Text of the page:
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| YOU ARE VIEWING ARTICLE - ID:20140211023 |
|Title:||It is a love story that could save a species|
|Author:||Yorkshire Wildlife Park |
|ID & Publication:||20140211023 ~ The-Villager.co.uk |
Single Amur Leopard Drake is being promised a special Valentine’s present with news of the arrival of potential mate Freya at award winning Yorkshire Wildlife Park.
It is reported that less than 45 of these magnificent big cats exist in their native habitat in the Far East of Russia and the romantic pairing of Drake and Freya is a landmark moment in the battle to save them.
Three-year-old Drake is now old enough to play his part in the international breeding programme that is working towards the reintroduction of these cats to the wild. Yorkshire Wildlife Park, in Branton near Doncaster has now heard that a suitable female friend has been found to be introduced to him.
Director Cheryl Williams said: ‘Drake’s wait is over as we have heard that Freya will shortly be flying in from Tallin in Estonia as part of the international breeding programme with the ultimate aim to reintroduce Amur Leopard to Russia. It will be a late Valentine’s present for him.’
Amur Leopards, the most endangered big cat on the planet, have been driven to the point of extinction by poaching and disappearing habitat which reduces their ability to find food.
Yorkshire Wildlife Park has a trio of males – the three brothers Denzil, Demitri and Drake. Denzil and Dimitri will be off to other collections shortly to play their part in the breeding programme too.
‘We really hope Drake and Freya hit it off - and that in the future we see a turnaround in Amur numbers,’ added Williams. ‘Drake and Freya cannot be released into the wild themselves but their legacy could be the next generations of these incredibly beautiful animals.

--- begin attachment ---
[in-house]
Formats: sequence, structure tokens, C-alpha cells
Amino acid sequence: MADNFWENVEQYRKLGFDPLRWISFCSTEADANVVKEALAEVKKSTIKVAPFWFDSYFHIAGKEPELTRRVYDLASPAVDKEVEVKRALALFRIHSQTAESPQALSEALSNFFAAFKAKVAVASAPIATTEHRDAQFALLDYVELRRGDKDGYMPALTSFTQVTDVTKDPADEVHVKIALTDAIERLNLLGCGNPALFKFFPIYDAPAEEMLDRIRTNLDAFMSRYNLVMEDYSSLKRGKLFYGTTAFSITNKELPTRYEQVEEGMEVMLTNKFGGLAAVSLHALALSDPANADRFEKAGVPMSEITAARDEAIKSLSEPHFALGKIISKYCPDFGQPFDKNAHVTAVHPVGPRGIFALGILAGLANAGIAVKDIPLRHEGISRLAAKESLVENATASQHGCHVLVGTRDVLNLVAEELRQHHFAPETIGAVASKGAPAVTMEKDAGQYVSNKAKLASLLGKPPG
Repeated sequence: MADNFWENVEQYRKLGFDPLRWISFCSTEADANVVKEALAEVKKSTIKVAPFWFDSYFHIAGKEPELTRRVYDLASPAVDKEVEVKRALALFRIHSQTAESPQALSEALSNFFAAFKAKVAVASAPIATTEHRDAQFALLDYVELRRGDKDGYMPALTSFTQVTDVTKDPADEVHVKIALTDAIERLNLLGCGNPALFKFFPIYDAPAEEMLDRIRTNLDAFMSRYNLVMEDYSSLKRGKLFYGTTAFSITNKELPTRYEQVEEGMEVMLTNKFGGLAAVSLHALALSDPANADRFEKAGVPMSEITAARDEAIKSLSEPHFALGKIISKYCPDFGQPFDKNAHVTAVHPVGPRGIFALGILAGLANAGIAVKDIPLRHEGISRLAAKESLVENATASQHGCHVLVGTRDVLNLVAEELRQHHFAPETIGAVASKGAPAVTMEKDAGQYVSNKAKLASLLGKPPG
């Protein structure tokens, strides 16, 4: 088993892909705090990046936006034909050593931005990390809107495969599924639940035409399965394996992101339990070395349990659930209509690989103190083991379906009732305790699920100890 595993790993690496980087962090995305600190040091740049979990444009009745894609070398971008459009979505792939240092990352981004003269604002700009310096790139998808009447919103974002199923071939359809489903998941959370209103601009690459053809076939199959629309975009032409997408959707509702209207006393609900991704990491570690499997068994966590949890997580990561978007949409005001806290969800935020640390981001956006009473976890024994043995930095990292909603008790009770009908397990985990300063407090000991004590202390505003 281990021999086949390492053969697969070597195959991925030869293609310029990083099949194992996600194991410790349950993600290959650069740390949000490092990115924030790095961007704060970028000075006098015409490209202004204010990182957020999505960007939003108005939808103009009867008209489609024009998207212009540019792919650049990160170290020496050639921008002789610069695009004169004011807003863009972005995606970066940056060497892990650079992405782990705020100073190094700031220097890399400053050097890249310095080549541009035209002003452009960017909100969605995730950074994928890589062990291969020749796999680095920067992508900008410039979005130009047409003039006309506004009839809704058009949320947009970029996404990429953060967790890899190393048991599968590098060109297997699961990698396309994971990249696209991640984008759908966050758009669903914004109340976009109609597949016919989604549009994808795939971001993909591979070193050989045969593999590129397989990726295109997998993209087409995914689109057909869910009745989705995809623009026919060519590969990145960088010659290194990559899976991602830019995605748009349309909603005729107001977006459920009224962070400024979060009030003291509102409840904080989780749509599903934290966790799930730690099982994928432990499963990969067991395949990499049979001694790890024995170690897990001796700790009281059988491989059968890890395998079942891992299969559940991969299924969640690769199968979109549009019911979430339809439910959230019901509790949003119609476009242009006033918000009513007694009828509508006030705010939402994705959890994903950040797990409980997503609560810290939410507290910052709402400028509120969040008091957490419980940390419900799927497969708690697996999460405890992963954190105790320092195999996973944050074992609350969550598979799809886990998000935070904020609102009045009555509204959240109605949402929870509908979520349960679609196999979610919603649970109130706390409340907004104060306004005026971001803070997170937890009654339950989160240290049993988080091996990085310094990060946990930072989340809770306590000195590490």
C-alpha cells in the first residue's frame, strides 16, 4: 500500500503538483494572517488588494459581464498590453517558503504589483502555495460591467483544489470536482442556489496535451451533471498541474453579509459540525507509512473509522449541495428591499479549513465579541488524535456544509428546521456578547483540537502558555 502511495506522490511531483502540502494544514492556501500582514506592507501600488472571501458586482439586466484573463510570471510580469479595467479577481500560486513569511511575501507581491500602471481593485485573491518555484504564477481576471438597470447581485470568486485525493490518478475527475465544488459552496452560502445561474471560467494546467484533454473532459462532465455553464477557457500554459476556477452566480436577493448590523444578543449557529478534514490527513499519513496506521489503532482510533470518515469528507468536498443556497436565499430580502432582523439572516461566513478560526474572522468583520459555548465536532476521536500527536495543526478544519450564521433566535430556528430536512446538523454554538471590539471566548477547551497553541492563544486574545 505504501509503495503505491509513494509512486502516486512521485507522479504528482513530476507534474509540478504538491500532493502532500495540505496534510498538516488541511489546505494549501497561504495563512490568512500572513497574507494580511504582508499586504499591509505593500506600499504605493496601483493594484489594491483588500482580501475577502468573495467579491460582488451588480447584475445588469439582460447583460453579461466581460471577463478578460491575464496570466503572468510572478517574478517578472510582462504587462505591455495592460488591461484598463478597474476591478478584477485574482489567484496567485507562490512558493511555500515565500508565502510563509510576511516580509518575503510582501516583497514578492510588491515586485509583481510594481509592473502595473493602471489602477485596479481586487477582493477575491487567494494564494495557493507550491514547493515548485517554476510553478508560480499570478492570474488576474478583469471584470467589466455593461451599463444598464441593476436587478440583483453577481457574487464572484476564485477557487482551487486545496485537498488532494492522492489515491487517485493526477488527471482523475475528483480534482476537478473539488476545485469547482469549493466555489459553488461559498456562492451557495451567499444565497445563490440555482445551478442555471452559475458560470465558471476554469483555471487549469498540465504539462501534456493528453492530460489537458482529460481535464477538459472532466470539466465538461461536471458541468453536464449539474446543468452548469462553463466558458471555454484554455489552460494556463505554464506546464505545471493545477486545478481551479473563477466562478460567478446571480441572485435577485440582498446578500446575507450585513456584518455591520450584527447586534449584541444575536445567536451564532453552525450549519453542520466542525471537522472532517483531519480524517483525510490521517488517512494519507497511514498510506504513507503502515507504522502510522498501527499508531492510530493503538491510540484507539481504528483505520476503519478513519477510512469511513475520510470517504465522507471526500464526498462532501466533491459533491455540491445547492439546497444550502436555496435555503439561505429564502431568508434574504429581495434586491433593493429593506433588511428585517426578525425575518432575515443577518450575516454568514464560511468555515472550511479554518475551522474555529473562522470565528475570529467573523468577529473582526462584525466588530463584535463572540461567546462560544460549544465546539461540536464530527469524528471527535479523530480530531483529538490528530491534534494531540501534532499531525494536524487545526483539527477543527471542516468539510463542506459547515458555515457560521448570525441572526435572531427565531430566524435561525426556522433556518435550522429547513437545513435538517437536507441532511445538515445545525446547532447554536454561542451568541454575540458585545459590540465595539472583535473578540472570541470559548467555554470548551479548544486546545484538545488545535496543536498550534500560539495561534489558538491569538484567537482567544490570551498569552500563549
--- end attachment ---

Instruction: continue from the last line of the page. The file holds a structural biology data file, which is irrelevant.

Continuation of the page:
‘This is a really positive step and it would be so sad if future generations of children never got the chance to see these animals. We have a real opportunity to make a difference and it would be great if here in Doncaster we can make a significant contribution to the leopard’s fight back’
Ms Williams said habitats and the wildlife in them were disappearing all over the world with catastrophic impact on the environment.
‘This is probably the last generation who can save the environment,’ she added. ‘If you lose something like the Amur Leopards at the top of the chain then the whole natural balance is upset . Other species are placed under threat.
’It’s like a giant game of Jenga. Take one brick away and you weaken the natural structure and then when another goes the whole thing can come tumbling down. We need to work together to safeguard species and make sure that when they are re-introduced it is into a safe environment in which they can thrive.
’It is not just about putting them back with a few guards with guns to see off the poachers. It is about supporting the local community who live with these animals so that they value and protect their wildlife. It is about more than saving a big cat.
‘We are really confident that Drake and Freya will hit it off when they meet and Valentines 2014 will be the rebirth of the Amurs.’
Yorkshire Wildlife Park is currently waiting for a confirmed arrival date for Freya to join the current inhabitants of Leopards Heights, the world's largest and most spectacular leopard enclosure
Visitors enjoy a unique walk through experience at YWP coming almost face to face with some of the most beautiful and at risk species in the world
They can view the Amur Leopards through a giant glass wall and from a 8m high viewing platform.
YWP, the UK's most acclaimed and fastest growing tourist attraction, has a unique collection of animals, including Giraffes, lions, Zebra,
Ostrich and monkeys.
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